ever, which preceded an adequate knowledge of biology in the form of medical and sanitary knowledge, resulted in a high mortality rate, which is always a heavy drain on society, and therefore a great impediment to progress. Not only was the ordinary death rate high, but occasionally plagues swept over large areas making fearful havoc in the population. Authorities state that the black death in the fourteenth century took half the population of England. These pestilences were spread by the increased travel and trade made possible by the very progress which had been achieved in the control of nature. This period of the predominance of the natural sciences may be called the great period of natural selection. A denser population made possible by the increasing control of nature was held in check by a high death rate, uncontrolled because of the lack of medical knowledge. But these unfortunate conditions resulting from the unequal advancement of knowledge developed influences which were destined finally to reduce the evils. Disease and death have always seemed great enough evils to cause men to try to avoid them in more or less rational ways; but in a concentrated population these evils are brought forcibly to men's attention especially when they come in the form of a disastrous pestilence. Furthermore, increased association, which comes from a larger and denser population, is the chief means of developing sympathy and of arousing the desire to alleviate the sufferings of others. Hence the increased sympathy for others, and the more vivid realization of the amount of suffering in existence, became incentives for an increased effort to lessen the evils of disease. Moreover, other altered conditions caused these efforts to take a scientific turn. Previously superstitious beliefs had hindered the progress of science. Plagues were considered a visitation of the divine wrath, disease was treated with charms or with appeals to the saints, and the growth of anatomical knowledge was hindered by religious superstitions which forbade contact with dead bodies. But the new knowledge of the material world gradually lessened the hold of these superstitions and prepared the way for the scientific observation of the course of disease and the study of anatomy by the laboratory method.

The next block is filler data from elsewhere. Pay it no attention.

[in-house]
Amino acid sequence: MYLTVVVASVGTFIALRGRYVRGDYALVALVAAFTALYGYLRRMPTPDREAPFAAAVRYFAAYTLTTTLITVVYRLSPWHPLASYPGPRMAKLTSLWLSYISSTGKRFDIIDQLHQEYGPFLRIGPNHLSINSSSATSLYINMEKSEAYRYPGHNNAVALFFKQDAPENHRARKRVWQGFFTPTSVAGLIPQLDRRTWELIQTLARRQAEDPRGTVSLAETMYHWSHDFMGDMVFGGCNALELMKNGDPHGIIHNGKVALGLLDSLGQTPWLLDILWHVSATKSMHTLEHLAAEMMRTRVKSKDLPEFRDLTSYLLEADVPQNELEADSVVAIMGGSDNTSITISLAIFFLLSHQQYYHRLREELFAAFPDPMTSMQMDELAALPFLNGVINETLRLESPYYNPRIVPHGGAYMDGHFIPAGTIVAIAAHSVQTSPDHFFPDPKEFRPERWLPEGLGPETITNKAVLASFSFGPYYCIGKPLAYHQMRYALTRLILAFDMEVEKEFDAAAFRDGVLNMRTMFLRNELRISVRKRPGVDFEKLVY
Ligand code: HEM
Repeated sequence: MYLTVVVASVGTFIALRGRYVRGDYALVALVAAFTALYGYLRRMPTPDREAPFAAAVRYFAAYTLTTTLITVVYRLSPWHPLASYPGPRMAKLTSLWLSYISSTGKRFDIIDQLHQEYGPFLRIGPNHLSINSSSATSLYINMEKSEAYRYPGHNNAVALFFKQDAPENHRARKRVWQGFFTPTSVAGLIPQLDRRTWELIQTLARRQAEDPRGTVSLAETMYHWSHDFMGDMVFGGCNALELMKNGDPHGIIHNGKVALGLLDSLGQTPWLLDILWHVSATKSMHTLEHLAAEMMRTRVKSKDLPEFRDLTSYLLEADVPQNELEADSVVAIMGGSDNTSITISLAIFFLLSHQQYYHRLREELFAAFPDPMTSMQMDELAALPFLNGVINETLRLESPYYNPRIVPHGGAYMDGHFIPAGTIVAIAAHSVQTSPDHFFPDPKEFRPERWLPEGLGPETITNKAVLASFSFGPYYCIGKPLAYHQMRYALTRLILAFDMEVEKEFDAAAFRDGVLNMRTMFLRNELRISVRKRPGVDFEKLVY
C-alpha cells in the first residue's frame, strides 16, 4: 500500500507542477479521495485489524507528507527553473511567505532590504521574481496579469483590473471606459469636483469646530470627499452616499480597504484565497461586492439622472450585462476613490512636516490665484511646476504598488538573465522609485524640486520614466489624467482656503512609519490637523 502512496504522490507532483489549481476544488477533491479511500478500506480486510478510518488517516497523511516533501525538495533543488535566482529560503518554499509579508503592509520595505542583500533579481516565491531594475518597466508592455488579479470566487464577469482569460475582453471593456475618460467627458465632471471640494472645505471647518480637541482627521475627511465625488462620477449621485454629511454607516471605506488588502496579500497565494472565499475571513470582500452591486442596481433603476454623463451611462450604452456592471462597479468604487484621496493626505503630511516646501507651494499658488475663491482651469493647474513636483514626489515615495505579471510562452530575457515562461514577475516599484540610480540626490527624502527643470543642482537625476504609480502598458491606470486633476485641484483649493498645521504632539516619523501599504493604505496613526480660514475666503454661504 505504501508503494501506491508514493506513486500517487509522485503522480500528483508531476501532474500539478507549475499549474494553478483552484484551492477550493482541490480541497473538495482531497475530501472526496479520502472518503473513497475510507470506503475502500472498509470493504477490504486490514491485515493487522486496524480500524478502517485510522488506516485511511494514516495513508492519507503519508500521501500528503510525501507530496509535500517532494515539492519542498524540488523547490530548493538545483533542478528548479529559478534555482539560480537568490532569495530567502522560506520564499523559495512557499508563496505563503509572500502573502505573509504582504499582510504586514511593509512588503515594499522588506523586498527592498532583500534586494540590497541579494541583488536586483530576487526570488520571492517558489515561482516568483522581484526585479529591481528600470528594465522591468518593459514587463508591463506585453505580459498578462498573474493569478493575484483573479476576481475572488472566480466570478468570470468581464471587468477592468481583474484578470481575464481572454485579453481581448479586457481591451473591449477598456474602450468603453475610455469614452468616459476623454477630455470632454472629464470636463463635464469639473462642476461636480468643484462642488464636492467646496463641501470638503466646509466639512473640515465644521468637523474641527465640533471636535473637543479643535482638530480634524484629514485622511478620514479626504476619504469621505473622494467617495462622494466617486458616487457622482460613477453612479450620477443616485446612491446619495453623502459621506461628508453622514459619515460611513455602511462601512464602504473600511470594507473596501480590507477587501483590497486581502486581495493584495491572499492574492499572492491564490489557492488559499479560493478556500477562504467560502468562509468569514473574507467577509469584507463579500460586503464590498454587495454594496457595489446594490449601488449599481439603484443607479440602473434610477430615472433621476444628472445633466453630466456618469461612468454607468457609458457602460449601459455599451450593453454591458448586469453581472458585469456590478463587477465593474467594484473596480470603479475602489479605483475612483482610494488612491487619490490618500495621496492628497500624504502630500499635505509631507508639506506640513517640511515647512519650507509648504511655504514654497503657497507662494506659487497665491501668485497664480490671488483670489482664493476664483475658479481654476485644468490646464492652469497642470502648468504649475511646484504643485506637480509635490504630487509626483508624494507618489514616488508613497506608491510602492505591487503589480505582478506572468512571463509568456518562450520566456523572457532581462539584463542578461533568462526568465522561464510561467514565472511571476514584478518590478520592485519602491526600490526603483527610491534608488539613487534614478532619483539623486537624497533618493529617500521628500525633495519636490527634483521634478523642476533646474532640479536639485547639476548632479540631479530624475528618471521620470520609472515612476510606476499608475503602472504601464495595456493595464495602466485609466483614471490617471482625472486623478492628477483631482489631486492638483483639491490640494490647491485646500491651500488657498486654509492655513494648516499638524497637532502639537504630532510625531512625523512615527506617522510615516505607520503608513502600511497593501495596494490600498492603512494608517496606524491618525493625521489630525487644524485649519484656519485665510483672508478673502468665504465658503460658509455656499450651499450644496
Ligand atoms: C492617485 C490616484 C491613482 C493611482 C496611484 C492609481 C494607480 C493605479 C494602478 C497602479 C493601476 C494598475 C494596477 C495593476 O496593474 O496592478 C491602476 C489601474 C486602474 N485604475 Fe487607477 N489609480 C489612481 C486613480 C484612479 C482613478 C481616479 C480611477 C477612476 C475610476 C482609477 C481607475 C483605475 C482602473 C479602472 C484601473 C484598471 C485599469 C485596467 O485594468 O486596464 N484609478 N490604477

In describing the effects of the natural sciences and the influences which have caused the development of the biological sciences, I do not mean to imply that the progress of knowledge has been continuous and uninterrupted, so that one particular period of history may be pointed out as having the conditions favorable for the origin of biology. There are a number of periods in which the forces here mentioned have been at work in greater or less degree and have influenced biological science. Perhaps at no time have they been more in evidence than at present, when, for example, modern conditions have turned people's attention to the ravages of tuberculosis, and have increased efforts to overcome